On the left is white, pellet beeswax. On the right is raw, unfiltered beeswax. What an incredible difference!
Frequently Asked Questions
Can I use beeswax on my face?
Beeswax has been used topically in cosmetic products for a long time. It’s a great way to keep moisture in your skin and create a barrier against environmental irritants.
Is white or yellow beeswax better?
Beeswax that has not been processed will be truer to pure beeswax. This is usually yellow beeswax because the pigment has not been processed out of the beeswax. However, both serve their purpose and one is not “better” than the other.
Did you know I have a line of beeswax beauty products? Check out my shop here! If you want my most popular product, order my beeswax lotion bar at this link. If you want to learn how to make it yourself, head to this blog post.
Benefits of Beeswax
Beeswax is an incredible way to make sure nothing goes to waste! It’s also a widely known, natural substance that’s great to include in any cosmetic and beauty products you may want to produce.
And let’s be honest – you don’t need another good reason to support local farmers! Ask around and see if beeswax is something you can buy from your local beekeeper.
There is also a ton written on how beeswax has been used in the past. Let’s take a closer look at what those uses are!
Uses for Beeswax
Beeswax has an incredible, floral smell that’s simply unmatched. And depending on what hive you draw your wax from, your beeswax may smell and look different!
Beeswax also forms a barrier when applied to the skin. However, that barrier doesn’t let environmental influences in and it doesn’t let moisture out. But it also doesn’t clog pores. It truly is a sort of unicorn in nature! When God created the bees He truly gave us something to marvel at.
Beeswax has been used in furniture polish because of the barrier it creates over the wood surface. It does a great job of preventing water from getting to the wood! A little also goes a long way.
What else could you use a beeswax polish for? Do you have a leather coach? Or shoes that need a new shoe polish? Don’t limit yourself to wood products! There are plenty of other materials that need a protective barrier against water.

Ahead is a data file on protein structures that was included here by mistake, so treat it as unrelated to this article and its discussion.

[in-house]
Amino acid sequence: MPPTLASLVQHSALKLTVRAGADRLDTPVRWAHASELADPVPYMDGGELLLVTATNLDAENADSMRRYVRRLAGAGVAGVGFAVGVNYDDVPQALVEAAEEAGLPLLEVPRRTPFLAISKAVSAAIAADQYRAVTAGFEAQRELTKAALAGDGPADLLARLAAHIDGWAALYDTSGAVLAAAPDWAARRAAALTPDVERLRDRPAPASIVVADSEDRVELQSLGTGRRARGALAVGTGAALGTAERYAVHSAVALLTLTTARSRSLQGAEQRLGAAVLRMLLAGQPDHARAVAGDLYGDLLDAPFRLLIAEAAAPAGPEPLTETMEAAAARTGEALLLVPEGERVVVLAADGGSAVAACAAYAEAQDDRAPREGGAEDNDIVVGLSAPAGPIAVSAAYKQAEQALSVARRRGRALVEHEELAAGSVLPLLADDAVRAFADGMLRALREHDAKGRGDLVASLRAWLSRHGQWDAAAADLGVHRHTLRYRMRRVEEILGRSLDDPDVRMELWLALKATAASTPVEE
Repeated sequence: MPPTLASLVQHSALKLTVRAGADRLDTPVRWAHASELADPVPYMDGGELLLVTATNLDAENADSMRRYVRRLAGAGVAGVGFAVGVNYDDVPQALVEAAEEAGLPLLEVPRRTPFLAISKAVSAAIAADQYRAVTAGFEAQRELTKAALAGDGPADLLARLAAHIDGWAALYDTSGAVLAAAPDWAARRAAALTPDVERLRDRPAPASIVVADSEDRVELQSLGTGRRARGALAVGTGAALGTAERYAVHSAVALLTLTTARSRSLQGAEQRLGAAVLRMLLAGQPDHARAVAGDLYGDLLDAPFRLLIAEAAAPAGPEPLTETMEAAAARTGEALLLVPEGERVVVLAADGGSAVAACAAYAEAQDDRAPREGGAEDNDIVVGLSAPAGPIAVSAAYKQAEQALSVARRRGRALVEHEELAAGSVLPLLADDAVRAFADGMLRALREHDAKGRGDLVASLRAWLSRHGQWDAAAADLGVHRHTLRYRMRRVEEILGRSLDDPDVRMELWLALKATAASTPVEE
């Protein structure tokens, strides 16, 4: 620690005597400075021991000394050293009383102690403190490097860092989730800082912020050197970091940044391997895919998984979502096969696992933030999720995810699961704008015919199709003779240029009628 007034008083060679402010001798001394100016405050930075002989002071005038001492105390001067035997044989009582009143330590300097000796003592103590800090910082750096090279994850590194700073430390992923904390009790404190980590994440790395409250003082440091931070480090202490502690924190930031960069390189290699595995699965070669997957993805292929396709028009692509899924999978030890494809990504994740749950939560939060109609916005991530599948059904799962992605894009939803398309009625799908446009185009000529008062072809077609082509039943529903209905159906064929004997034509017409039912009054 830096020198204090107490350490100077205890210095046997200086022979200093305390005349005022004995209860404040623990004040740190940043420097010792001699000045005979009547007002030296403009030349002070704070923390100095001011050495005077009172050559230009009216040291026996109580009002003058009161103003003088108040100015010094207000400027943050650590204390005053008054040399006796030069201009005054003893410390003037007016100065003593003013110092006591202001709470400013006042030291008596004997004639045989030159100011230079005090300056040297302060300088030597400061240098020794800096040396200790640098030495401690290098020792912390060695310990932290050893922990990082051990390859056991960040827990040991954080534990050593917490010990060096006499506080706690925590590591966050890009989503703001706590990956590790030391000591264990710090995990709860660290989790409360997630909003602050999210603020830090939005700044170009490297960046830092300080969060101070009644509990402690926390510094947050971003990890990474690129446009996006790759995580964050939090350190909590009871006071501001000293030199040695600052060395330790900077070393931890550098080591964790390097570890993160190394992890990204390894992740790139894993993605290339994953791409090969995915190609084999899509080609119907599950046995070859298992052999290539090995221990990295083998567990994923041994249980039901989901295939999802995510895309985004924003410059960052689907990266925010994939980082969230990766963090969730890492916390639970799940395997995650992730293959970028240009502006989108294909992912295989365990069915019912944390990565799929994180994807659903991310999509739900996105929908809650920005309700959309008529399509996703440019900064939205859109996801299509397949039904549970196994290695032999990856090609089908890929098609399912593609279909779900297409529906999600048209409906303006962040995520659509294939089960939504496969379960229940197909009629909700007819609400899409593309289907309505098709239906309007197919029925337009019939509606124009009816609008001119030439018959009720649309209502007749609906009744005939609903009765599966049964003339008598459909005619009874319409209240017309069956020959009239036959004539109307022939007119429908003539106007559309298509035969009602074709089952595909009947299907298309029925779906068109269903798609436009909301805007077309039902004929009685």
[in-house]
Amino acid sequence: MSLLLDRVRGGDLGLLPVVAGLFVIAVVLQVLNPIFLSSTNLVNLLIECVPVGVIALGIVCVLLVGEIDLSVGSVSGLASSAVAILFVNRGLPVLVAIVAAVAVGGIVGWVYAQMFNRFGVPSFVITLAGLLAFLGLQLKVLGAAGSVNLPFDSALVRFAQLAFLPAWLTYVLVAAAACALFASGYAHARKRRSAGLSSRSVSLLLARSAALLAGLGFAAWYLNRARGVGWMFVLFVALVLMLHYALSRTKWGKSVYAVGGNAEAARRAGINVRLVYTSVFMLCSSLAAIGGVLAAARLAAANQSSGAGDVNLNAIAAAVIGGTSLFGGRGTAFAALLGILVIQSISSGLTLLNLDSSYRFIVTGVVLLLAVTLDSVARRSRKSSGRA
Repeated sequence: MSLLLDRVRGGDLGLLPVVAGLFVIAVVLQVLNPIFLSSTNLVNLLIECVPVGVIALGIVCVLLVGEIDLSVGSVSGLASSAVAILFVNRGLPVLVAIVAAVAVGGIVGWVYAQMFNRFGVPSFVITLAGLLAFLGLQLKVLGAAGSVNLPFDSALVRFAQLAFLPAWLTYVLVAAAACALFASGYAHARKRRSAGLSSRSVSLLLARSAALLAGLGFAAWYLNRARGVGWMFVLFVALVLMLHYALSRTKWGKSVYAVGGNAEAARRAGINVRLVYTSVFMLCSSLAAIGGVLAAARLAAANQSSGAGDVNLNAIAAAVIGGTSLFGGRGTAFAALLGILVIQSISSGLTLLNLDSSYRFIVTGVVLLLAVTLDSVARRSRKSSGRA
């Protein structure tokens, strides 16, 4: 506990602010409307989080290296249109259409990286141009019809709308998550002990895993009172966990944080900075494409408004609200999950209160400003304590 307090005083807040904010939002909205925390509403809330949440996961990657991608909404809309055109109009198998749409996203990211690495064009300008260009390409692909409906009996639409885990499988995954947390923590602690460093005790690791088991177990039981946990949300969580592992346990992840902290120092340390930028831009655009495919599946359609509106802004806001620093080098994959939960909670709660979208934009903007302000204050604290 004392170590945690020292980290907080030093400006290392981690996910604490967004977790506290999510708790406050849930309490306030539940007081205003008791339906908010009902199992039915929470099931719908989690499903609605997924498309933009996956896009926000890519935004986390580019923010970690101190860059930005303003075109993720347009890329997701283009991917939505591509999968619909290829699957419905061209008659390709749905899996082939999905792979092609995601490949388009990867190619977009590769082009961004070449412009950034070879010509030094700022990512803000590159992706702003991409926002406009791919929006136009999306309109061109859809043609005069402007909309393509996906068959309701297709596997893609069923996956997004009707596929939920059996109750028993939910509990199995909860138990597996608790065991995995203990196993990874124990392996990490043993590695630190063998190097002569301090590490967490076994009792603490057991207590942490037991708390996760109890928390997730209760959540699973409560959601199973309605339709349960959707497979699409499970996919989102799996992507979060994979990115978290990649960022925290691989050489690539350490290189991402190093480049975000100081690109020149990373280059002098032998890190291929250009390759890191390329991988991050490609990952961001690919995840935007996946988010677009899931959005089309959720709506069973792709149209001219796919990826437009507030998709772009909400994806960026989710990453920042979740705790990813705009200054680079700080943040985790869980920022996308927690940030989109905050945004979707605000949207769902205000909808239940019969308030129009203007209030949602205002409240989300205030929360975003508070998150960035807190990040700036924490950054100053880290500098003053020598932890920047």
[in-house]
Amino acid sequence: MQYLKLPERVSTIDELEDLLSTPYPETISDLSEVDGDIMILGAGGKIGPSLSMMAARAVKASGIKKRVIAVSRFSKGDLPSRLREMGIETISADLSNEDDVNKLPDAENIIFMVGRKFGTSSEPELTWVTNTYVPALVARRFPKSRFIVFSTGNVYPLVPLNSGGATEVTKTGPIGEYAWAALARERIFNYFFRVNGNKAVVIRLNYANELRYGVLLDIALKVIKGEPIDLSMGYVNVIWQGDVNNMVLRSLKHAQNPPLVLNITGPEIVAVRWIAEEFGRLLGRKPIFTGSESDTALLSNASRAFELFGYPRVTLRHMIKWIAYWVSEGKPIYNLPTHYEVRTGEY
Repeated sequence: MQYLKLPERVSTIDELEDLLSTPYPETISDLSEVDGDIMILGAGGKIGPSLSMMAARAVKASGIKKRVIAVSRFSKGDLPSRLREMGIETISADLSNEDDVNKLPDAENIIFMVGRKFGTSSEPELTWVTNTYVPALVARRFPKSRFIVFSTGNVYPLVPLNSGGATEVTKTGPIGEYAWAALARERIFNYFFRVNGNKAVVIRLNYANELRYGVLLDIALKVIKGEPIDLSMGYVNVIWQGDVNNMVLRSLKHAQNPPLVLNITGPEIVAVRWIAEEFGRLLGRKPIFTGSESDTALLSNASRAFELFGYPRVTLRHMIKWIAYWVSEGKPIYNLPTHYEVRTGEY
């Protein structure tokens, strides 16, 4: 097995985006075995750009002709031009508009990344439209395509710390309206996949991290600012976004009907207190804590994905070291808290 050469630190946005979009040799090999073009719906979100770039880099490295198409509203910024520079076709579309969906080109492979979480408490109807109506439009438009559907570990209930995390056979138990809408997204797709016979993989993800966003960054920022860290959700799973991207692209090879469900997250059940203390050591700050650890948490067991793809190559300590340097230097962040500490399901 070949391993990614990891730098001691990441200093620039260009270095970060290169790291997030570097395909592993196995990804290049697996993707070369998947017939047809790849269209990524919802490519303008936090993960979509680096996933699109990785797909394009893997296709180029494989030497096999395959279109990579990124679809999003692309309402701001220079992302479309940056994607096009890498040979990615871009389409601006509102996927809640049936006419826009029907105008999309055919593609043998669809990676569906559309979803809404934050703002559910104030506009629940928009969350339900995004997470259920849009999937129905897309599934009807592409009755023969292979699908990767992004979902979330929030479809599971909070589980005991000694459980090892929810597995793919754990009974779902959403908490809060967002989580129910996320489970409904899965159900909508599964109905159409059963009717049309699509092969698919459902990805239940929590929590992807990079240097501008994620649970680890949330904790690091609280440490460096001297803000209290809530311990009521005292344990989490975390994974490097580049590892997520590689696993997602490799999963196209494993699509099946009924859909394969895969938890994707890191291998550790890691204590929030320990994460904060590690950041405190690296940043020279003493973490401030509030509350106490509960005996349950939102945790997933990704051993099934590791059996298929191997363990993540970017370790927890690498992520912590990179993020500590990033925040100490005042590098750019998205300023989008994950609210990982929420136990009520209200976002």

Just to note – if you plan on using beeswax polish on something like a cutting board, wooden spoon, salad bowl, or countertop, you must choose food-grade beeswax since this is considered food preparation.
There are several variations of beeswax candles on the market today. If you’re looking for a gift for a friend, consider purchasing beeswax pillar candles. If you’re looking for an everyday use for around the house, consider votive candles.
Beeswax wraps have grown in popularity because they’re a great way to achieve a recycling mindset. Instead of using plastic, we’re using fabric and food-grade beeswax!
Just like my beeswax lotion bar, you use the heat from your hands to make your beeswax wraps pliable. When you’ve situated your beeswax wrap appropriately, it will keep its seal as it cools and begins to harden again.
Just to reiterate – you must use food-grade beeswax when working with products that will go around food. General use beeswax will not do.
Other Bee Products
We have talked at length about beeswax in this post, and everyone knows how great honey is. But there are other bee-produced products that we can use today!
Propolis is created by bees as a sealant for their hive. Some take propolis as a supplement. Bee pollen is gathered at the entrance to hives, usually shed by bees as they enter the hive. Bee pollen is also eaten by some as a supplement!
God truly gave us a marvel when He created the bees!
I love working with my local beekeepers to turn their beeswax into beauty products they can enjoy! If you are interested in creating the same products, here are a few links to the products I personally use.
Please note that these are affiliate links. That means when you make a purchase using one of my links, I earn a commission at no extra cost to you. Thank you for supporting The Learning Life!
These silicone molds are a favorite of all of my customers.
Sal suds is the only thing that will get beeswax off of my glassware!
I prefer glassware when I am creating a double boiler.